He was a “happy-go-lucky” guy who was notorious for spicing up life on benefits in the medieval Belgian town of Ghent by strolling into a restaurant, calmly ordering lobster washed down with the finest brandy or some other gastronomic delight and then walking out without paying the bill.
But, after 100 or so incidents spread over a five-year spree, Titus Clarysse has turned up dead, prompting police to launch an investigation of “murder or manslaughter”.
Newspapers reported that he had been stabbed, but police refused to confirm this and there was no immediate indication of the motive.
However, his past as an unrepentant freeloader is almost certainly a focus of the investigation and questions on detective’s minds will surely include: Did he push a hot-headed chef too far, was he killed by a keenly sharpened Sabatier and just what was his last meal?
Tim Joiris, head of the Ghent region restaurant and hotel federation, struggled to believe anyone could have gone so far.
“Curse him? Maybe. But kill him? That makes no sense,” he said.
Detectives might do well to speak to Mr Joiris, as restaurant owners would often come to him to complain.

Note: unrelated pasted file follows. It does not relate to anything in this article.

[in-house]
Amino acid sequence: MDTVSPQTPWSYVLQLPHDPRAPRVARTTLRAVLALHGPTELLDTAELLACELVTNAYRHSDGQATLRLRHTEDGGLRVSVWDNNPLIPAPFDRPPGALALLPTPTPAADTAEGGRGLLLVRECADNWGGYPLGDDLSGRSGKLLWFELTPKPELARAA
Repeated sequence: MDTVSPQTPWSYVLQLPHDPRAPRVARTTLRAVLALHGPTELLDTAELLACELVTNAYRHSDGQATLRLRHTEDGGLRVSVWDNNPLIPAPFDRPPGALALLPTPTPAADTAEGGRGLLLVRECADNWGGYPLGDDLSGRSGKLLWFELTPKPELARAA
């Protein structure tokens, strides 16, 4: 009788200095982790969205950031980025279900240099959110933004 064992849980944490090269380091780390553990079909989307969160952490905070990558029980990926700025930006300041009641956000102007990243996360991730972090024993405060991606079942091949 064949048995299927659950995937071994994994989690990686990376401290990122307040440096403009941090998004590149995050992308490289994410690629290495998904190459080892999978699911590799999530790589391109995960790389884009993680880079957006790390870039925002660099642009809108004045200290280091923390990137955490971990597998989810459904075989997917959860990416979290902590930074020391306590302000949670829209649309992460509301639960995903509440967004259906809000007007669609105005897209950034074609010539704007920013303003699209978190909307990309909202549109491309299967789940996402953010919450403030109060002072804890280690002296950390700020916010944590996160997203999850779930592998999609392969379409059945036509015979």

“It was trouble for everyone. And what's worse, for long nobody knew how really to deal with it,” he said.
“In the end, we knew his face, but you know, on a busy terrace in summer, full of people, he knew how to blend in.
“He did it all, the grand restaurants, the terraces. He really tried them all.”
Mr Clarysse was a “tafelschuimer” — someone who takes everything, even the crumbs, off the table.
“He was asking for it all — the whole menu,” Mr Joiris said with a laugh. “He would sit and wait after the meal — another beer, a brandy.
“We are not talking about an aggressive guy. He was just happy-go-lucky about it.”
Mr Joiris said that tales of people being forced to do the dishes if they could not afford to pay were “a myth”.
Restaurants in Ghent, a medieval university town with gabled fronts and terraces on cobblestones, attract an international and varied clientele.
Police spokeswoman Annemie Sirlippens said the 35-year-old Clarysse was found dead in his apartment on Monday night. She said they were looking for suspects in what she called “a case of murder or manslaughter”.
On his exploits in restaurant, she said: “We are talking about 100 incidents spread over several convictions.”
De Standaard newspaper reported he was living on municipal welfare and often seemed to have what the paper described as the wrong kind of friends.
The website Deredactie.be said that Mr Clarysse’s body had been found by his father. It added that Mr Clarysse had been given a six-month prison sentence and a 1,650-euro fine for failing to pay restaurant bills.Reuse content